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Hannah Cooper fumbled with the buttons of her gray wool jacket while making a rushed entry into the Pullman Arcade. The magnificent three-story edifice housed a variety of shops, the post office, bank, library, a splendid theater, and was the hub of activity in the company-owned town outside Chicago. By the time Hannah arrived at the Millinery and Dressmaking Shop, she'd removed her coat and tucked her sketch pad into the oversized cloth bag she clutched in one hand.
"Miss Cooper! Late again, I see."
Hannah jerked around as the wiry supervisor rounded a glassfronted display case that featured an array of fancy lace trims.
The older woman pinned Hannah with a dark look. "Tardiness is a bad habit that must be corrected if you wish to succeed in your employment, Miss Cooper. You've been cautioned on previous occasions." Miss Hardelle's thin lips drooped into a frown. "What's your excuse today?"
Hannah's breath caught at the back of her throat. Instead of responding, she craned her neck and looked at the clock above the front door. What if Miss Hardelle terminated her? And if she did, would her termination reflect on her father's employment at the Pullman Palace Car Company? Could they be evicted from their home in Pullman? And even if they were permitted to remain, could her mother withstand the gossip that would spread from doorway to doorway? There were no secrets in Pullman. What happened to one person was soon known by everyone who lived and worked in this self-contained town created for the workers who constructed the luxurious railcars for the Pullman Palace Car Company.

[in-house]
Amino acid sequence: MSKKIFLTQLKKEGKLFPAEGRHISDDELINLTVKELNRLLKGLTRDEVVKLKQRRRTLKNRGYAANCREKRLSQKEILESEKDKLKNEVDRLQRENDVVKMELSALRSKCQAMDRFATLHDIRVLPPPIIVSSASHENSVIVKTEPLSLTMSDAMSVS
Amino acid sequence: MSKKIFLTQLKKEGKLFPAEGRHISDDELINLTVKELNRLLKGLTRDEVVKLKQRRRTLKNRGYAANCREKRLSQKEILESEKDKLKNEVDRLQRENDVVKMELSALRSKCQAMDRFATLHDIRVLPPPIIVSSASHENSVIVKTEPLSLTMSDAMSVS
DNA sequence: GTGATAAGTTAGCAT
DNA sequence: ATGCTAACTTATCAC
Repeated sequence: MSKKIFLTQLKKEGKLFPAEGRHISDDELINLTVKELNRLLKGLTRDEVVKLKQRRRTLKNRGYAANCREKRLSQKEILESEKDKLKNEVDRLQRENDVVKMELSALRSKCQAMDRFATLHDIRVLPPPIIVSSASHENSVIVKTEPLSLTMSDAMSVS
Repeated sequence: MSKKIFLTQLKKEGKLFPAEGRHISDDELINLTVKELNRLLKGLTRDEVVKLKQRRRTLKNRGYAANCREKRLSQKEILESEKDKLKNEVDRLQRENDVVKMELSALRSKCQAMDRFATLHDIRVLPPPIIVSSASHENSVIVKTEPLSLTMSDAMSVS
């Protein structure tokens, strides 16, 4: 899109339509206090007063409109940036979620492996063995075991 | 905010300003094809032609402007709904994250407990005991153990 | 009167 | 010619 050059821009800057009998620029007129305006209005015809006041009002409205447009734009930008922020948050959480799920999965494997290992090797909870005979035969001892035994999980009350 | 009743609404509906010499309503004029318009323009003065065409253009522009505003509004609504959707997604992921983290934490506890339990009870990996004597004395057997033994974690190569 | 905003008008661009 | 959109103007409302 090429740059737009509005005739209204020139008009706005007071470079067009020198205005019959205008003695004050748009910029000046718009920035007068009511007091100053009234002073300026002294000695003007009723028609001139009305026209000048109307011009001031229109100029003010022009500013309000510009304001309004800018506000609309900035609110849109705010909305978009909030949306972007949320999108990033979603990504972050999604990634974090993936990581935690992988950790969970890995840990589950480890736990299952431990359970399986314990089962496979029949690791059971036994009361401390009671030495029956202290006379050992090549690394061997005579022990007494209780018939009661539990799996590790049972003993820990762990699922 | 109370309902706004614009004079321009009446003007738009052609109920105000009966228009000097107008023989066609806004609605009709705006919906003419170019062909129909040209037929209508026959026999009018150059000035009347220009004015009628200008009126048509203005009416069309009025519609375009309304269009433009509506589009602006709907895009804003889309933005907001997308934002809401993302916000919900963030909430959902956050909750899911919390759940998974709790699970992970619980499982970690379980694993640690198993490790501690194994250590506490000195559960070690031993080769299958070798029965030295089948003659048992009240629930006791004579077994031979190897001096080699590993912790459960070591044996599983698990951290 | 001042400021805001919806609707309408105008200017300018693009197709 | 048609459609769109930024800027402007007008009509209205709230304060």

"Well?" Miss Hardelle tapped the pointed toe of her black leather shoe on the wooden floor.
Hannah swallowed and gestured toward the clock. "I'm not really late. I stepped inside at the stroke of nine."
"That may be true, but you're expected to be at your workstation prepared to greet customers when the doors open. Instead, you're rushing in like a harried shopper eager to make a purchase before the train arrives." Miss Hardelle sighed and nodded toward the cloak room. "You test my patience. Put your belongings away and report to Mrs. Dunlap."
Hannah's stomach roiled. So she was being terminated. Mrs. Dunlap worked in personnel and had interviewed Hannah for her position at the shop last year. No doubt the woman was also charged with terminating employees who didn't arrive at work on time. Heart thumping, Hannah tightened her grasp on the woolen jacket, bowed her head, and hurried off to deposit her belongings.
Fastening her gaze on the floor, she rushed past several clerks who were dutifully standing at their assigned stations. How many of them already knew what lay in store for her this morning? No doubt they'd already guessed why she was going to the personnel office.